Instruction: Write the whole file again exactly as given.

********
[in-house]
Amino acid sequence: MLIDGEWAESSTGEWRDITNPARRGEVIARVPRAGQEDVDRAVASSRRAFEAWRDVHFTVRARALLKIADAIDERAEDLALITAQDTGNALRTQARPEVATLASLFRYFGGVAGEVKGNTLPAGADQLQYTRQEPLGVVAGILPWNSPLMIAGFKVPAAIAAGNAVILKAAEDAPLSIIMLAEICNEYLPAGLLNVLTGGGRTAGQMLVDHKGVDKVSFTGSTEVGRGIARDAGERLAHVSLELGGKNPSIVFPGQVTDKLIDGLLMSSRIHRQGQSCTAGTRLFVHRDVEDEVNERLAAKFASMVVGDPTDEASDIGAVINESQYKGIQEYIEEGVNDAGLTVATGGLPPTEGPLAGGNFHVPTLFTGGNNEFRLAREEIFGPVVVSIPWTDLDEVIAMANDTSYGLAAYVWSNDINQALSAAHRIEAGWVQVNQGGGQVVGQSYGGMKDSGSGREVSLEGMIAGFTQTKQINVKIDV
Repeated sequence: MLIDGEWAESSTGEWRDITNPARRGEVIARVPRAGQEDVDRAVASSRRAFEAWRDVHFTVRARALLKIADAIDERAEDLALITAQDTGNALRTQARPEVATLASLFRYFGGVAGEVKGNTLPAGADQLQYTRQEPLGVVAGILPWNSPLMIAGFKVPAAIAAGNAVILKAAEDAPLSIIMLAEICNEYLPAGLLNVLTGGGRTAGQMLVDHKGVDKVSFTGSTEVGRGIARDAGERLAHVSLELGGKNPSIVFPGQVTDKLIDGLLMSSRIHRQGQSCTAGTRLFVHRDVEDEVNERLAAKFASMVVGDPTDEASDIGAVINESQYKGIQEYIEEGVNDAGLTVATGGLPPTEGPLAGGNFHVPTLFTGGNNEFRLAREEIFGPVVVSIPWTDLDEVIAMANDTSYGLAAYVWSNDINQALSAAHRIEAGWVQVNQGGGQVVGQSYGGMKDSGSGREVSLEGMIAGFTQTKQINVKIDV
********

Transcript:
[in-house]
Amino acid sequence: MLIDGEWAESSTGEWRDITNPARRGEVIARVPRAGQEDVDRAVASSRRAFEAWRDVHFTVRARALLKIADAIDERAEDLALITAQDTGNALRTQARPEVATLASLFRYFGGVAGEVKGNTLPAGADQLQYTRQEPLGVVAGILPWNSPLMIAGFKVPAAIAAGNAVILKAAEDAPLSIIMLAEICNEYLPAGLLNVLTGGGRTAGQMLVDHKGVDKVSFTGSTEVGRGIARDAGERLAHVSLELGGKNPSIVFPGQVTDKLIDGLLMSSRIHRQGQSCTAGTRLFVHRDVEDEVNERLAAKFASMVVGDPTDEASDIGAVINESQYKGIQEYIEEGVNDAGLTVATGGLPPTEGPLAGGNFHVPTLFTGGNNEFRLAREEIFGPVVVSIPWTDLDEVIAMANDTSYGLAAYVWSNDINQALSAAHRIEAGWVQVNQGGGQVVGQSYGGMKDSGSGREVSLEGMIAGFTQTKQINVKIDV
Repeated sequence: MLIDGEWAESSTGEWRDITNPARRGEVIARVPRAGQEDVDRAVASSRRAFEAWRDVHFTVRARALLKIADAIDERAEDLALITAQDTGNALRTQARPEVATLASLFRYFGGVAGEVKGNTLPAGADQLQYTRQEPLGVVAGILPWNSPLMIAGFKVPAAIAAGNAVILKAAEDAPLSIIMLAEICNEYLPAGLLNVLTGGGRTAGQMLVDHKGVDKVSFTGSTEVGRGIARDAGERLAHVSLELGGKNPSIVFPGQVTDKLIDGLLMSSRIHRQGQSCTAGTRLFVHRDVEDEVNERLAAKFASMVVGDPTDEASDIGAVINESQYKGIQEYIEEGVNDAGLTVATGGLPPTEGPLAGGNFHVPTLFTGGNNEFRLAREEIFGPVVVSIPWTDLDEVIAMANDTSYGLAAYVWSNDINQALSAAHRIEAGWVQVNQGGGQVVGQSYGGMKDSGSGREVSLEGMIAGFTQTKQINVKIDV